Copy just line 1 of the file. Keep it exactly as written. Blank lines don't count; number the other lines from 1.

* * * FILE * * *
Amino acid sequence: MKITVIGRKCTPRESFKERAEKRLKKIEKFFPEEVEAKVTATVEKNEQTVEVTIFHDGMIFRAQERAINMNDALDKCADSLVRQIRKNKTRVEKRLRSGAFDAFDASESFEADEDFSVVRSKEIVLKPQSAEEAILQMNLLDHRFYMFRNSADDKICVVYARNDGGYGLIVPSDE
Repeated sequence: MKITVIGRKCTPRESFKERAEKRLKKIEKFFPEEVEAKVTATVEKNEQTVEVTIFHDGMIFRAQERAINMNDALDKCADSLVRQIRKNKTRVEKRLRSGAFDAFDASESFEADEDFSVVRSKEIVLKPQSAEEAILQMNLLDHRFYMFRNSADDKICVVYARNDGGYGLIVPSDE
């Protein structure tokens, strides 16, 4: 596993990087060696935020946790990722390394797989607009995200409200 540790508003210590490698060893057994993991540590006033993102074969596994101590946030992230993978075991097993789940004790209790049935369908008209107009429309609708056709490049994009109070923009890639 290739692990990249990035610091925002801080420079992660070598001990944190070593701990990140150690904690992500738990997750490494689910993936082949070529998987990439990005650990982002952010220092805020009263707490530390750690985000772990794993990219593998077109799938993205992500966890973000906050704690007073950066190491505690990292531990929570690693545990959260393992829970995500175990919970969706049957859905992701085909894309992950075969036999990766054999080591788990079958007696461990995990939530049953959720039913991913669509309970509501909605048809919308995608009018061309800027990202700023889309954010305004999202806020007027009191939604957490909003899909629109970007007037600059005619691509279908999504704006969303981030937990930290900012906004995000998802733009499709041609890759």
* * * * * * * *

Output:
Amino acid sequence: MKITVIGRKCTPRESFKERAEKRLKKIEKFFPEEVEAKVTATVEKNEQTVEVTIFHDGMIFRAQERAINMNDALDKCADSLVRQIRKNKTRVEKRLRSGAFDAFDASESFEADEDFSVVRSKEIVLKPQSAEEAILQMNLLDHRFYMFRNSADDKICVVYARNDGGYGLIVPSDE